Imposter syndrome can be defined as a collection of feelings of inadequacy that persist despite evident success. ‘Imposters’ suffer from chronic self-doubt and a sense of intellectual fraudulence that override any feelings of success or external proof of their competence.
Or, in other words, ‘I’m A Total Fake And Everyone Know It’ Syndrome.
Imposter Syndrome is the collection of thoughts and feelings you have that your success is only down to luck, and it is merely a matter of time before you get found out and everything you have ever worked for is snatched brutally from under your feet.
Now, hands up who has it? Well, ok I can’t see you but I am going to make an educated guess that most people reading this whipped up their hands faster than Hermione Granger in a Potions class. And how do I know that?
Because nearly everyone has it.
Research shows that nearly 70% of people have imposter syndrome. And not only do most people have it, but it is more prevalent amongst women and perfectionists. Perfectionist women, then, must suffer epidemic levels of imposter syndrome.
Well we are evolved to compare ourselves to others because we don’t want to be left out of the group (this meant death when you lived in cavewoman times). Plus women are encouraged to downplay their achievements, which sticks if you do it long enough. And don’t get me started on the effect being British has on feeling like an imposter.
There are indeed people who don’t have imposter syndrome. Some of those are happily well-adjusted folk who are able to see their success as well-deserved fruits of their labour. Others have a bad case of the Dunning-Kreuger effect, which basically means they are too stupid to know they what they don’t know but they think they know everything. Consequently imposter syndrome has no place in their lives. It might look like confidence to you on the outside, but sometimes it’s pure stupidity. Sound like a President we know? Give me imposter syndrome any day over the Dunning-Kreugers.
The problem with imposter syndrome is that it tells you that once you have achieved doing x, y and z you will no longer feel this way. Get that article published, film funded, project signed off and you’ll finally feel you deserve your success.
But imposter syndrome is a tricky and slippery beast. Achieve that next big goal and it just tells you it was all down to luck. And so it goes on. But surely, I hear you say, if you achieve a really big goal, like winning an Oscar, you won’t possibly feel like a fraud anymore. Ladies of the jury, I present you with Exhibit A: Ms Jodie Foster
‘When I won the Oscar, I thought it was a fluke. I thought everybody would find out, and they’d take it back. They’d come to my house, knocking on the door, “Excuse me, we meant to give that to someone else. That was going to Meryl Streep.”
‘OK, OK’, you say, ‘that’s Jodie Foster. Take that Oscar right down the street to Meryl Streep! She won’t think she doesn’t deserve it!’ Ladies of the jury, I present you with Exhibit B, Ms Meryl Streep:
‘You think, “Why would anyone want to see me again in a movie? And I don’t know how to act anyway, so why am I doing this?”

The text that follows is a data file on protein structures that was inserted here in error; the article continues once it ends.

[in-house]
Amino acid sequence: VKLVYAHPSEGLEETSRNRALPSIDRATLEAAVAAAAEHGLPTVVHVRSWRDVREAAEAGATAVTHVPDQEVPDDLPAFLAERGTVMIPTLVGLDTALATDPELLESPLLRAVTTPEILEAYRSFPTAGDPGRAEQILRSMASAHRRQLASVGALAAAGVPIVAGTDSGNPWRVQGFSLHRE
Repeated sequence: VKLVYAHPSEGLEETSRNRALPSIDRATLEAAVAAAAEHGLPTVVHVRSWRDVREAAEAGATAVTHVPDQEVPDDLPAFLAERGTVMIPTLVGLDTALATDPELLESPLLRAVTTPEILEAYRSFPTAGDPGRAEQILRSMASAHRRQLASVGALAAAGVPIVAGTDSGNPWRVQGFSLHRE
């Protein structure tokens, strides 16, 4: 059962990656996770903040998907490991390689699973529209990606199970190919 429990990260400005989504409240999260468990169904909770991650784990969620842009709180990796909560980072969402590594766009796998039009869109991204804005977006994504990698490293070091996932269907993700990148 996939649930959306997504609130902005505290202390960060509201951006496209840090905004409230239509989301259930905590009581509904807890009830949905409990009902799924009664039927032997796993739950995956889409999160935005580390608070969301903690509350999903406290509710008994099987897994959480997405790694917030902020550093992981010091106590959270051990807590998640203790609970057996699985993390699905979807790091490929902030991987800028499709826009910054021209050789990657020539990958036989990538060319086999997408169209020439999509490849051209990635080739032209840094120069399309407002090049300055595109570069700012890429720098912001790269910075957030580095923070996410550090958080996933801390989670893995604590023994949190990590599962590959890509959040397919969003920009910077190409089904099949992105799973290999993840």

At this rate, no one is going to hang on to this Oscar.
And that’s the point. Not even the most objectively successful and intelligent women in the world feel they are genuinely deserving of their success.
And therefore simple logic dictates that achieving more and more isn’t necessarily the answer to taming your imposter beast.
So what’s the answer?
Stop trying to get rid of the thoughts that tell scream ‘I am fraud!’. The more you struggle with it, the more you buy into having to achieve more.
Maybe it’s true that you aren’t the best person for the job although someone, somewhere thinks you are good enough. If that’s the case (and is it really so awful?) adopt a mindset that’s about improving and growing, not about getting rid of the voice telling you that you’re a fraud. That voice is probably going to be there to a greater or lesser degree every time you step out of your comfort zone.
Your mind is a great storyteller. Your mind loves, loves, loves to tell stories about you. And you love to believe them, whether they are positive or negative. But your mind tells you a billion things in a day – pick up shampoo on the way home, you’re brilliant, you’re always getting into this mess, you’re a failure…and so on, ad infinitem. You don’t listen to everything your mind says, but you do pay attention to the thoughts that jump up and down at you, and that’s usually the critical thoughts like ‘I am going to be revealed as a fraud’.
Instead of feeding your imposter syndrome, deal with it by using this 3 step process:
Notice it: notice when this story pops up. Notice if you start avoiding challenges because of your mind telling you you are a fraud.
Name it: say ‘Ah! There’s my imposter story coming out again’.
Nail it: Do what matters to you, even when your mind says you can’t.
The problem isn’t whether you have imposter syndrome or not, it’s whether you let it stop you taking those big steps in work and life. Don’t wait to feel like you can do something perfectly before you make that leap. You’ll be waiting forever.
Instead, name your imposter syndrome as a another story your mind likes to tell, and go get your Oscar.